The Nexus of Politics and Economics
It was a good week, month, and quarter for financial markets, as investors appeared to shrug off all of the unpleasant news that came their way. Major headlines have been both economic and political—a former president was indicted, bank failures caused a scare, and the Fed raised interest rates yet again.
The Dow gained 3.22% for the week, 1.89% for the month, and 0.93% for the quarter. The S&P 500 gained 3.48% for the week, 3.67% for the month, and 7.50% for the quarter. The NASDAQ gained 3.37% for the week, 6.69% for the month, and 16.77% for the quarter. It is very difficult to point to one specific reason, but it appears that investors have a bullish bias.
The United States economy has a series of problems that must be dealt with in both the short and long terms. At the top of the list are bank failures, inflation, the debt ceiling, an excessive budget deficit, and political turmoil. Expanding the scope globally, challenges include re-engineering supply chains, shifting trade blocks, and finding a resolution to the war in Ukraine. None of these problems are unsolvable, but they are complicated by extreme domestic political discord.
Two of the most pressing problems for the economy, the growing budget deficit and looming debt ceiling deadline, are the most affected by domestic political infighting. We have been hearing about both of these issues for some time. Eventually, politicians will come to a resolution on the latter. It is non-negotiable. Ultimately, we must pay the bill. It is just a matter of when and how close to the edge Congress is willing to go. The budget is an altogether different creature. It will be a hard-fought battleground for ideas. The real battle will, most likely, revolve around the large and growing government debt burden. Should we raise taxes, cut spending, or both, and should the ongoing fight against inflation be considered or not? Most economists and government finance scholars argue that we should beat inflation first. It is the most immediate impediment to a strong and growing economy. Then, once inflation is under control, go after the deficit. We will have a lot more to say about the deficit when the debate picks up in Congress.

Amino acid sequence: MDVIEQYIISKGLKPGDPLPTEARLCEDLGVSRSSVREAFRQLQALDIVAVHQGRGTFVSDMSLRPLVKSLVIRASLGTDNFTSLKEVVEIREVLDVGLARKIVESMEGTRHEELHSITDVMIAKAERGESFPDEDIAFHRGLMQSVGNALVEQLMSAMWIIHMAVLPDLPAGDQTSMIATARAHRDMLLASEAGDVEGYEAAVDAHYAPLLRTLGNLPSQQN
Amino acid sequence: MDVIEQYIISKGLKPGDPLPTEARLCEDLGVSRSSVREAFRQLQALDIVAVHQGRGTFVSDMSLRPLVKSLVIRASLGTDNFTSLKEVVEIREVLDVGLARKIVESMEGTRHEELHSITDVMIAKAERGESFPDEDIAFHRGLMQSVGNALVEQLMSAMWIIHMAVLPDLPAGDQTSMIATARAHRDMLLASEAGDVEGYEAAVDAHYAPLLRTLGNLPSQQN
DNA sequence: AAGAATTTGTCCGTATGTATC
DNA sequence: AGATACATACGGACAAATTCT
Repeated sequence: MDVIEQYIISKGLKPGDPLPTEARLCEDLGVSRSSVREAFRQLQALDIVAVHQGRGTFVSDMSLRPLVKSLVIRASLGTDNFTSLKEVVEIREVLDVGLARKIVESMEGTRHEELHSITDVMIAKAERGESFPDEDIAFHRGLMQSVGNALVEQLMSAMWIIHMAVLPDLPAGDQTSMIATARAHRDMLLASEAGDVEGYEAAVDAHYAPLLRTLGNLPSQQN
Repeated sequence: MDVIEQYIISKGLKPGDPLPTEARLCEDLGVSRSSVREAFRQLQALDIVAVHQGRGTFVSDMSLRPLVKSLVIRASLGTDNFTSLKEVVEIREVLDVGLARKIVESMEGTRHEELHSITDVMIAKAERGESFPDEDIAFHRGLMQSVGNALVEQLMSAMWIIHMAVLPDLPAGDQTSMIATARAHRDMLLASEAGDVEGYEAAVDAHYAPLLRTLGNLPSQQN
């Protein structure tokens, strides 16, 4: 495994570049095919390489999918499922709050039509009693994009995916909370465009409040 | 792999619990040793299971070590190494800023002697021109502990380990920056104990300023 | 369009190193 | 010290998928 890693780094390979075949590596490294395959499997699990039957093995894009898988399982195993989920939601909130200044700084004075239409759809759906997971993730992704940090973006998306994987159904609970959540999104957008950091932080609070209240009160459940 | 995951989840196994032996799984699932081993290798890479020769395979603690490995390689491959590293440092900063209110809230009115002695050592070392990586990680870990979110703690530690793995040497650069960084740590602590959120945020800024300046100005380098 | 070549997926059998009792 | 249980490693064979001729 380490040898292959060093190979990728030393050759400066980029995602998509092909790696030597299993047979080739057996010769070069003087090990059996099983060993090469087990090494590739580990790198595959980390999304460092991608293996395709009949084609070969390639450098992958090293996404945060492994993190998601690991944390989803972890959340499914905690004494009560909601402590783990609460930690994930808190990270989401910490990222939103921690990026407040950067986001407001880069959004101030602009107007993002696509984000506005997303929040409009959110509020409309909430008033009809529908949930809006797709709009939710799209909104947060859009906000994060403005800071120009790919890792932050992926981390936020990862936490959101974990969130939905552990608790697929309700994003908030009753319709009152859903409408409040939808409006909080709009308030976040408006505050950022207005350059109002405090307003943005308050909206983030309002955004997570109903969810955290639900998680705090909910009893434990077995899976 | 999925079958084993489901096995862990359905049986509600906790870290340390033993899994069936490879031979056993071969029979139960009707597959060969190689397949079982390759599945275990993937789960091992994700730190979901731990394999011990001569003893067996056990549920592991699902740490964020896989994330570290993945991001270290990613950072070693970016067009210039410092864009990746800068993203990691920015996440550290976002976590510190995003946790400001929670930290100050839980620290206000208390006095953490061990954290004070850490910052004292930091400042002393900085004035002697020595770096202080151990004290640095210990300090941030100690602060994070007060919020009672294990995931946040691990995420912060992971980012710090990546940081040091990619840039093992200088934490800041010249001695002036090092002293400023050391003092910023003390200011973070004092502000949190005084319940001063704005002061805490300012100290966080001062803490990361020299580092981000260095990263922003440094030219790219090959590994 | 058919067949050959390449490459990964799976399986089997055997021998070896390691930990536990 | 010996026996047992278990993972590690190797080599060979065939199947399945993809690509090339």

A lot of what we mentioned earlier will be part and parcel of the budget debate. Globally, the United States must remain committed to an end goal of free and open trade, but also work to stay involved with regional trade groups. This of course sounds, and is, contradictory, but, in the real world, the path to a goal is often confusing.
As we wrote in the opening, investors appear to want to be positive. With several ongoing issues, domestically and abroad, there have been many opportunities for the markets to swoon, but they have been resilient. Some issues like the banking crisis and inflation are being worked on in the public eye, while others remain obscure. We are now in the silly season of political bravado, so we expect the rush of news stories to continue.
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